MOON: I’ve been a personal fan of your brand for a while. From attending one of your open consultations a couple summers ago, it was so nice to see you radiating black girl magic and spreading positivity. Would you say that’s one of the goals of personal grooming—to provide mental/emotional clarity?
BROOMES: Absolutely! The goal of my manicure sessions is to help my clients feel like their best selves. I do that by making sure to hold [a safe] space for my clients, building genuine friendships, and treating nail art sessions like a collaboration.
MOON: What style of nail art do you specialize in?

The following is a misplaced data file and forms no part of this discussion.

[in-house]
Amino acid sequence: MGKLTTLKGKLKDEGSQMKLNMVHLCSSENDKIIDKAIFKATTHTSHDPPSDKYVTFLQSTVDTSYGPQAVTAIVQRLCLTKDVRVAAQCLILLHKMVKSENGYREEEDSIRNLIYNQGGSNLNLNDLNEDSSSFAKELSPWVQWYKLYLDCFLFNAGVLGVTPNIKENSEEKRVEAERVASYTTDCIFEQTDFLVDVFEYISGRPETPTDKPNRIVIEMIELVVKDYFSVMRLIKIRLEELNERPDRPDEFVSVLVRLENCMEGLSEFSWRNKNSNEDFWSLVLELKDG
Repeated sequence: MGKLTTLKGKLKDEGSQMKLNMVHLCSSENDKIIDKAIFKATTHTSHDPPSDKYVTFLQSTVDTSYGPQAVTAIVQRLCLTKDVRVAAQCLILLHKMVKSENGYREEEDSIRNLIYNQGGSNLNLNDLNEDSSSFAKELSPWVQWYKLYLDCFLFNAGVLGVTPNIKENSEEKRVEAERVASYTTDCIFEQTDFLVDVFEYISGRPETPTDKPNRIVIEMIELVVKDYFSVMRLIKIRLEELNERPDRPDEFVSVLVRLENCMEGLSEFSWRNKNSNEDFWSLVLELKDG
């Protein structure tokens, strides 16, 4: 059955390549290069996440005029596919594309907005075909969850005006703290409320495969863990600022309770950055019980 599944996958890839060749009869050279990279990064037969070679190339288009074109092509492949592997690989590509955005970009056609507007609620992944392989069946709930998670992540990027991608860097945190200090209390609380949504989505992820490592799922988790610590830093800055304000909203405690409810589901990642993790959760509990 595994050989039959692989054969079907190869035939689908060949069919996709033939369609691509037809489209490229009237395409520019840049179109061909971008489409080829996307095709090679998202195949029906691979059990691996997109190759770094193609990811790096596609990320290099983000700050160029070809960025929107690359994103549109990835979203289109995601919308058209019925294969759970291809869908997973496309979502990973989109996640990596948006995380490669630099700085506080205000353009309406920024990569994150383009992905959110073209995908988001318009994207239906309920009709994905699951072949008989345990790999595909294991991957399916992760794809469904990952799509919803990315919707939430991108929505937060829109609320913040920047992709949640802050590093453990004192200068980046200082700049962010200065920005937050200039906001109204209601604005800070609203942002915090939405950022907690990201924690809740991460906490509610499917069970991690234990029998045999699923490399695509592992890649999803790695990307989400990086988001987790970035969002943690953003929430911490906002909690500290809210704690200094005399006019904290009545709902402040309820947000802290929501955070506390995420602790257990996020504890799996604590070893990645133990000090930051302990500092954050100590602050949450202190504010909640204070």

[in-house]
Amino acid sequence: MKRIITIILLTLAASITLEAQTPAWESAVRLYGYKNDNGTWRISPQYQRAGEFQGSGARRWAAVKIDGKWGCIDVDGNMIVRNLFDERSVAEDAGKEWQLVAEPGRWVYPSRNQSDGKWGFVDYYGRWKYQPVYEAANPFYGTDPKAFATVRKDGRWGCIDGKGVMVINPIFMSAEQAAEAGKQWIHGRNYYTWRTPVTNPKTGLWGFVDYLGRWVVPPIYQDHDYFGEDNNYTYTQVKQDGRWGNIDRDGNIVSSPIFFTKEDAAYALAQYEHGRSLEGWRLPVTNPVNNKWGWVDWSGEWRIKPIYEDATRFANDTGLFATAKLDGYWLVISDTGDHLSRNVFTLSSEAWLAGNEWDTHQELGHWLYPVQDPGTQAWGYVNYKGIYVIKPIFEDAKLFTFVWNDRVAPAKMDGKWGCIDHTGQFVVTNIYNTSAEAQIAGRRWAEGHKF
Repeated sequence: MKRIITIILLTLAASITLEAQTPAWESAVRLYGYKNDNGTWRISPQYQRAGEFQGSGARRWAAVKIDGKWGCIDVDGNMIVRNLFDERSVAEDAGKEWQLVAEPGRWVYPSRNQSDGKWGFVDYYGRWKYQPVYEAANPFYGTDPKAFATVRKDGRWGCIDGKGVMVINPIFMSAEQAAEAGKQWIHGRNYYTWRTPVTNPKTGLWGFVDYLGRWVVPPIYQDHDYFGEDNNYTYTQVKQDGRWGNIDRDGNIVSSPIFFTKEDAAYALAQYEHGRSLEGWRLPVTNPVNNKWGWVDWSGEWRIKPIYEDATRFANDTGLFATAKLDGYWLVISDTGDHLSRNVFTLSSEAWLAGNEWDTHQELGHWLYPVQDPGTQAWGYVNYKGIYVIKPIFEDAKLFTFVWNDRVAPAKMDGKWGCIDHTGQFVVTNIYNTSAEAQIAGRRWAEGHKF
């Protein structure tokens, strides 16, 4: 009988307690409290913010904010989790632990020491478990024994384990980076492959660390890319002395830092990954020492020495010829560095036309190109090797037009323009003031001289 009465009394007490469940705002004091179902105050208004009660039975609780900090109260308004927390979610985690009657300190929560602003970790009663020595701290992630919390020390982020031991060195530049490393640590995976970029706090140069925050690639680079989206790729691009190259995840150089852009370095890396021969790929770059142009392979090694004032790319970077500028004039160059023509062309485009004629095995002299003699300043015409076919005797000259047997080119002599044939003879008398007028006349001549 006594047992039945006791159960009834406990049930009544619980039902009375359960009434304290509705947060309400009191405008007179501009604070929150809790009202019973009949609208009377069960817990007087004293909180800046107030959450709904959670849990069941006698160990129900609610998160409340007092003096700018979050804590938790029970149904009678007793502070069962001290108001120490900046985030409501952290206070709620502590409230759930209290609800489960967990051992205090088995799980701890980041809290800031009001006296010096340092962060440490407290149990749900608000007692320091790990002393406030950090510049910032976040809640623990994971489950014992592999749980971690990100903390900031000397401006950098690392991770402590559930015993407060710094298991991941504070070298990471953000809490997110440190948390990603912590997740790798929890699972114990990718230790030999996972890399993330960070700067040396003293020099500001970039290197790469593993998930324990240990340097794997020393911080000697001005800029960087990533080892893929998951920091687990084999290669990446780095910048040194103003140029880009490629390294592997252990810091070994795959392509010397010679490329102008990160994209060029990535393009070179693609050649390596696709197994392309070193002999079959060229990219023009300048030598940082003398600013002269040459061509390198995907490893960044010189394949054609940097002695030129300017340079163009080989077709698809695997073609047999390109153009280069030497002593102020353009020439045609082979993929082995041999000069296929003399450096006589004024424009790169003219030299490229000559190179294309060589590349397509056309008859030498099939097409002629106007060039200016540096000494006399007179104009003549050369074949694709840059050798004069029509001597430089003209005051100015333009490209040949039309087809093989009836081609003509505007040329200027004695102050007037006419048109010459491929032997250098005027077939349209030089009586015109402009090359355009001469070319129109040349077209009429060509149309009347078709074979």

BROOMES: I specialize in hand drawn nail art and for the most part it’s minimalistic or patterned. I’m still working on developing a signature style (or on deciding on if I even want to). I’m always learning new things and experimenting.
MOON: Where do you draw inspiration for your designs?
BROOMES: I get inspiration from the things that I am naturally drawn to—whether that’s certain colors, patterns, or music/images from pop culture that celebrate and reflect people like me.
MOON: We talked about this before, but let’s talk about your social media and branding. Your Instagram is stunning! I love the aesthetic, and I feel like I immediately get a sense of your personality and essence through the content alone. Without giving away too many of your secrets, can you explain how you discovered your branding (color schemes, “voice,” etc.)?